American Recovery and Reinvestment Act funds can not be used if they create: "a substantial and specific danger to public health or safety."
Falmouth Massachusetts USA
Andrew R. Wheeler is the Administrator of the United States federal government's Environmental Protection Agency.
EPA is an agency of the United States federal government whose mission is to protect human and environmental health.
American Recovery and Reinvestment Act of 2009 funds were used to buy American and put Americans to work.
By April 27, 2010, the Town of Falmouth, Massachusetts received a federal EPA waiver to buy a foreign-made wind turbine:
"Notice of a Regional Project Waiver of Section 1605 (Buy American) of the American Recovery and Reinvestment Act of 2009 (ARRA) to the Town of Falmouth, MA
A Notice by the Environmental Protection Agency on 04/27/2010"
The federal EPA waiver should never have been allowed. The town omitted all negative documents from the EPA waiver application.
General Electric a domestic wind turbine company refused to place one commercial wind turbine due to residential setbacks and ice throw to a nearby highway. The waiver says a domestic wind turbine is not available but left out the reason GE refused over safety, health and residential property setbacks.
The EPA waiver was for a second town-owned foreign-made wind turbine. Each foreign turbine generates 110 decibels of noise. There was no study for how loud two foreign wind turbines operating at the same time generates.
The EPA was never told in the waiver the Town of Falmouth had been warned in writing prior to construction by the foreign-made wind turbine company the turbines generate 110 decibels of noise each.
The EPA waiver states the town had a bylaw 240-166 to install the wind turbine but never filed the permits Filing the permits would have required additional notifications to neighbors through the Zoning Board of Appeals in which case the turbines would never have been built.
The Town of Falmouth had a study done in 2005 by KEMA Inc prior to construction that showed the installation of these 110-decibel foreign-made turbines would destroy the lives of up to 200 residential homeowners.
In June of 2017 after as many as eleven lawsuits the Massachusetts courts shut down both nuisance wind turbines. They remain shut down today.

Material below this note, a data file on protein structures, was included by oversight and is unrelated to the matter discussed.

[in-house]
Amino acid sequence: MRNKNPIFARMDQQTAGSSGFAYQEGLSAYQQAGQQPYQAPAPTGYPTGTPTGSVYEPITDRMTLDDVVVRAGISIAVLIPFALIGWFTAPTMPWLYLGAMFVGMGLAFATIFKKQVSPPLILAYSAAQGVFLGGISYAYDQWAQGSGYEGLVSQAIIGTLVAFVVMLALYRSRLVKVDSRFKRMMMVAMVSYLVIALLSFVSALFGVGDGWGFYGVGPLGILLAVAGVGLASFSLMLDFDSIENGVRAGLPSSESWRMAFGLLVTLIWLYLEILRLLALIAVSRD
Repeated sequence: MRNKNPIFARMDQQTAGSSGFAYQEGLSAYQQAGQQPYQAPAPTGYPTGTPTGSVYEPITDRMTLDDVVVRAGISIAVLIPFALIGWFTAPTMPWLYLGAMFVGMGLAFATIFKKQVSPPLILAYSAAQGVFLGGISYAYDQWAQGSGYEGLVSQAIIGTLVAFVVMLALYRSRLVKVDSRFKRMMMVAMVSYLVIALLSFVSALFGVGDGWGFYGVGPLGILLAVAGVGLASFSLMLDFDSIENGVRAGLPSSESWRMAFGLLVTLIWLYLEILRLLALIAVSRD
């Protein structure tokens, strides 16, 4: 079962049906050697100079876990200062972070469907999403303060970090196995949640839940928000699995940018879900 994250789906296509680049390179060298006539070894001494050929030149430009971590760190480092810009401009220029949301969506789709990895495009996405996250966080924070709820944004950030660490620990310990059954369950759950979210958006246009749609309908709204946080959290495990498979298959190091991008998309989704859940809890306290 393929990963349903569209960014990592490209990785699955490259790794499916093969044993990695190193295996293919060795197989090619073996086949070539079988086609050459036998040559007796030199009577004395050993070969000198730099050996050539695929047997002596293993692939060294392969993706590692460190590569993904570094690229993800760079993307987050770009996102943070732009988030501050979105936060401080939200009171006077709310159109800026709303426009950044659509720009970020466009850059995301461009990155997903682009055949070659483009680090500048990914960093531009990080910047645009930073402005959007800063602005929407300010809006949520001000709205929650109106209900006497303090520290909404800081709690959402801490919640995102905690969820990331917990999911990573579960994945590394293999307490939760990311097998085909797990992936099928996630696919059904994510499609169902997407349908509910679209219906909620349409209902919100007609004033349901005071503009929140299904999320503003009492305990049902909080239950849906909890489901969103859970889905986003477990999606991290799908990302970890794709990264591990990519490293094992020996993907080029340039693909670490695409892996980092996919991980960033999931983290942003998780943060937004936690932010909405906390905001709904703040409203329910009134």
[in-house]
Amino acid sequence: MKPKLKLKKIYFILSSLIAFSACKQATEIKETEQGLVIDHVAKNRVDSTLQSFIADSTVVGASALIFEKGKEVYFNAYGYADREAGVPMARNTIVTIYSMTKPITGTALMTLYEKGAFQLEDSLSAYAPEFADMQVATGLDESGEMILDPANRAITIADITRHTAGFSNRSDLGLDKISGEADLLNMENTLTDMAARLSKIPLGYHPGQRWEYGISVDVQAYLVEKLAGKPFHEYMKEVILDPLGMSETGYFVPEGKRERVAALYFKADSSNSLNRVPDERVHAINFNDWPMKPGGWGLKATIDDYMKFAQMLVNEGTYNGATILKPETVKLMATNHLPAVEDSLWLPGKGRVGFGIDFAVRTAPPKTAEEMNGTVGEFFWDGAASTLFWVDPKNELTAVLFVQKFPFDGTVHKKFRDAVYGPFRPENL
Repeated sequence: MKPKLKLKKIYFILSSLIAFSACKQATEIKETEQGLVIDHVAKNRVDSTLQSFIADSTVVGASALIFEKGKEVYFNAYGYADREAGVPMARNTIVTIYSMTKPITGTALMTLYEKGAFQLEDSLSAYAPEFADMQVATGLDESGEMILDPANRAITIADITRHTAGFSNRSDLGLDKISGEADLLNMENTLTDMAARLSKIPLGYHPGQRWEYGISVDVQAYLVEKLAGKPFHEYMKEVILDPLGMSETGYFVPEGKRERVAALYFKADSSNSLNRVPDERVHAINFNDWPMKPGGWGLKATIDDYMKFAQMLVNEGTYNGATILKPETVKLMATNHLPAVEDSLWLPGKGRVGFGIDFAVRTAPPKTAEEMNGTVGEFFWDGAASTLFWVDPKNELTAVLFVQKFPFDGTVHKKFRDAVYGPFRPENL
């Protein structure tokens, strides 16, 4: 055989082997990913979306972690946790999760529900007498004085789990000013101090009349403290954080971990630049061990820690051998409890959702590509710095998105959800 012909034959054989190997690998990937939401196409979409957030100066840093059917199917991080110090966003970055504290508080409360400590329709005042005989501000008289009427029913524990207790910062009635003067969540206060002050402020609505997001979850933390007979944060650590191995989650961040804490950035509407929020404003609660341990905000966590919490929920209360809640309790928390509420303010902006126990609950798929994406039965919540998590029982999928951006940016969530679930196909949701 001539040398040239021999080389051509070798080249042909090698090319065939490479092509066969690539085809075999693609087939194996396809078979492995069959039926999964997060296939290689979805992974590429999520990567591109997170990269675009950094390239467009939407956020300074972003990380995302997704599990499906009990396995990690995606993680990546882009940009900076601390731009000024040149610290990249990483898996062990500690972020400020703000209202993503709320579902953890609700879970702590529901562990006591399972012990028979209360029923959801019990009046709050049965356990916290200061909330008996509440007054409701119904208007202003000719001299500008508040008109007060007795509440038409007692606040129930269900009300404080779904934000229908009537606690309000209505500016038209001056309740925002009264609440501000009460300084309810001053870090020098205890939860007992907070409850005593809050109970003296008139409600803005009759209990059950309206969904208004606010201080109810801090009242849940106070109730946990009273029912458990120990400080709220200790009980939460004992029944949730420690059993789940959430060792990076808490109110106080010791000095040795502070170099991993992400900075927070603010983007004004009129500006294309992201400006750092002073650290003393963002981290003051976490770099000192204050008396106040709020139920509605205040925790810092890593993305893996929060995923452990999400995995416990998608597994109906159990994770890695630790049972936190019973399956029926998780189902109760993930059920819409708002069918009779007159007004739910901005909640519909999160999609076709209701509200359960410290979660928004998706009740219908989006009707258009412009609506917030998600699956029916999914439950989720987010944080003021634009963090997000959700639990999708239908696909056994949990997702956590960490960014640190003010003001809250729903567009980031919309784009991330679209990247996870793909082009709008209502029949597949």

Five million in American Recovery and Reinvestment Act funds were used as a loan to build Falmouth Wind II the second of two commercial wind turbines.
The federal EPA waiver opened the door to the misuse of ARRA stimulus funds building the second Falmouth wind turbine.
The Massachusetts Department of Environmental Protection brokered a loan between the Town of Falmouth and the Massachusetts Clean Water Trust using ARRA funds deposited in the Massachusetts State Revolving Fund. The Massachusetts Clean Water Trust and MassDEP provided the PRA, project regulatory agreement.
The project regulatory agreement states the 5 million has to be paid back plus 2 percent interest if the turbine stops producing energy. The turbines shut down in 2017. The loan not paid back.
The 5 million loan should have to go back to the Mass State Revolving Fund as it is designed as a revolving fund to reuse cash for other Green Energy projects.
Outside legal counsel has advised the Town of Falmouth that Wind II is subject to specific provisions of ARRA and applicable federal regulations and guidelines ("Federal Law') in addition to the terms and conditions of the Project Regulatory Agreement ("PRA") and the Loan Agreement associated with the funding of Wind II.
Under Federal Law and the PRA and Loan Agreement, the Town must maintain Wind II as an "energy efficiency" project, as described in EPA guidelines dated March 2, 2009, in order to benefit from the financial subsidy provided by the Trust under ARRA and the Trust's Clean Water State Revolving Fund program.
Federal regulations governing the Trust's ARRA grant at 40 CRF Part 31.30(d) (1),